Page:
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The trial over Utah's abortion law was unexpectedly - and indefinitely - postponed by a federal judge late Thursday, prompting speculation that the judge may rule on the case without a trial.

Clerks for U.S. District Judge J. Thomas Greene telephoned lawyers for the state and the American Civil Liberties Union Thursday afternoon and told them Greene is drafting an order that will indefinitely postpone the trial, which had been scheduled to open April 6.Greene's staff confirmed to the Deseret News that the trial has been postponed. Greene will issue an order to that effect sometime Friday, his secretary said.

Attorneys for the state hope Greene's postponement means he will rule without a trial on the constitutionality of Utah's controversial law. State attorneys have urged Greene to either dismiss the case or rule in their favor without a trial.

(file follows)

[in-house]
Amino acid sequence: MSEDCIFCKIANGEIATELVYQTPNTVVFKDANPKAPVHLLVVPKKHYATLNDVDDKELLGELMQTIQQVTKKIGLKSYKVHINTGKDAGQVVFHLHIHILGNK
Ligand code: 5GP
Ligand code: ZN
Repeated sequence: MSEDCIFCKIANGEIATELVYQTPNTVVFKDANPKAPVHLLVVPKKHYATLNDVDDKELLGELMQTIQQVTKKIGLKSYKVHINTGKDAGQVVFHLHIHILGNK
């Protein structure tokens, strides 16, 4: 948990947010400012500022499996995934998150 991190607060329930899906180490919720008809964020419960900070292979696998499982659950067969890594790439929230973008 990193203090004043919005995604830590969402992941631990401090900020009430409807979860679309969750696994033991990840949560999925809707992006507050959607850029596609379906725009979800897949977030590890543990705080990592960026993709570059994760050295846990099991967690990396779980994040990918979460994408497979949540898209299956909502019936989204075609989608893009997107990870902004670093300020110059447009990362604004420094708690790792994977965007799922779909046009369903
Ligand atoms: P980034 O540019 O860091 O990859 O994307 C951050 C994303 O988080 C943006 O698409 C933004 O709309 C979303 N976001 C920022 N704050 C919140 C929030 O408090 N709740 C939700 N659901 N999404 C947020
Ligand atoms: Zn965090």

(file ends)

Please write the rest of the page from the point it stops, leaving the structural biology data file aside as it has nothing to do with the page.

"I don't want to read too much into the delay, but it keeps our hopes alive that the case will be decided on summary judgment," said Anthony Quinn, attorney for the state.

"That's certainly one way to look at it," said Jeff Oritt, attorney for the ACLU. But clerks phoning the attorneys Thursday also told them Greene wanted them in court April 10 for arguments on all remaining pretrial motions, Orritt said.

Greene doesn't need to hear those arguments to rule on the state's motions for dismissal or summary judgment, Orritt said. The April 10 conference led ACLU attorneys to hope the trial still may be on. ACLU attorneys are eager for a full trial on the matter.

Greene may have postponed the trial while he reviews U.S. Magistrate Ronald Boyce's recommendation that only one witness be allowed to testify at a trial that was scheduled to run six weeks. "I think Judge Greene may have been surprised at the enormity of the magistrate's paring," Oritt said.